Considering how different people are — how some excel at math and others at language, how some are driven by money and others by family — it seems impossible that there could be only one quality that makes for satisfaction at work. However, across studies, one feature of employment always stands out as ensuring that workers will feel rewarded in their occupation. Ultimately, if you want a lasting sense of fulfillment from your job, you need to choose to do something you are good at.
Though you might think you’re attracted to certain positions due to their high salaries, the widespread prestige or the ultimate objectives, you shouldn’t factor these into your career decision. Instead, you should look at what workers do every day. Daily tasks aren’t often related to end products. For example, video game designers don’t play games day-in and day-out; they tinker with code, draw and write stories. Some indicators that a job is engaging are:
- Freedom to decide how you do your work
- Clarity, or tasks with defined beginnings and ends,
- Variety in tasks, and
- Feedback, so you can improve.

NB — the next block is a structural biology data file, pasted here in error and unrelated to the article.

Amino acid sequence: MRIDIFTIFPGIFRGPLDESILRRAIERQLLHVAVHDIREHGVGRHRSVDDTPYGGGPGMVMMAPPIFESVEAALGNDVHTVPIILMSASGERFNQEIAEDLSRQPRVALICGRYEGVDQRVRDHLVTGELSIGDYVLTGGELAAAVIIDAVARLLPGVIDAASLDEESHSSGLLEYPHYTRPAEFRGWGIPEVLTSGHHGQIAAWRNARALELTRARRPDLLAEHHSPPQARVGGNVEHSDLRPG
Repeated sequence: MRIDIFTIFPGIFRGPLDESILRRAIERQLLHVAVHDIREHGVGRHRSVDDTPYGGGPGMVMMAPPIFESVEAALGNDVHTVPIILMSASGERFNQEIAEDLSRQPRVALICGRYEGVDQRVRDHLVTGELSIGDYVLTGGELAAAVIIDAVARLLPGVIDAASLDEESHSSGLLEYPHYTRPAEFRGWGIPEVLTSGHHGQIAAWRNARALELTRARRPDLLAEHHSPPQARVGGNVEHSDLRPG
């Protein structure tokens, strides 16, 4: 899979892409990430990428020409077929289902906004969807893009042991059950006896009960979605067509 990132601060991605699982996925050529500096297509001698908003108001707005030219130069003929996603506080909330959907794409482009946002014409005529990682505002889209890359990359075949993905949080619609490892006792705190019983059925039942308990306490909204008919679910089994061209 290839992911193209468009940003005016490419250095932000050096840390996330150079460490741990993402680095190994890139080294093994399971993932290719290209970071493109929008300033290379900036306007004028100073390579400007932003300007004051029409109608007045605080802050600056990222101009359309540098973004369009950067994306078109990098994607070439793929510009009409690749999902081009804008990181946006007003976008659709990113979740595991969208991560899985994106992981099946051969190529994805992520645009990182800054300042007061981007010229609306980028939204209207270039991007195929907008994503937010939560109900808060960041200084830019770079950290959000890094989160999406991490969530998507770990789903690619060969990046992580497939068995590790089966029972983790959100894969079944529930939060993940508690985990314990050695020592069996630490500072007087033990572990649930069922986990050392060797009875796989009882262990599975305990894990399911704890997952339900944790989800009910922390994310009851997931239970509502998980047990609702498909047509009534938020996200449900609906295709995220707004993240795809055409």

A job with purpose and meaning is a job that will continue to be rewarding, even if the day-to-day isn’t necessarily enjoyable. When surveyed, people overwhelmingly declare that the most meaningful careers are those devoted to helping people, like medicine and social work. In fact, other research has found that those who devote at least some time to improving others or their community — through volunteerism or some other effort — are less likely to be depressed or suffer common physical health problems. You can earn an online social work degree or pursue other paths into meaningful work today.
You will spend roughly as much time at work as you will with your family, so it is important that your career provide opportunities for you to develop positive relationships with your colleagues. However, more importantly, you should be able to receive help from your co-workers when you encounter trouble. This is a form of social support that is critical to satisfaction, so you should be exceedingly concerned about your teammates when considering a new position.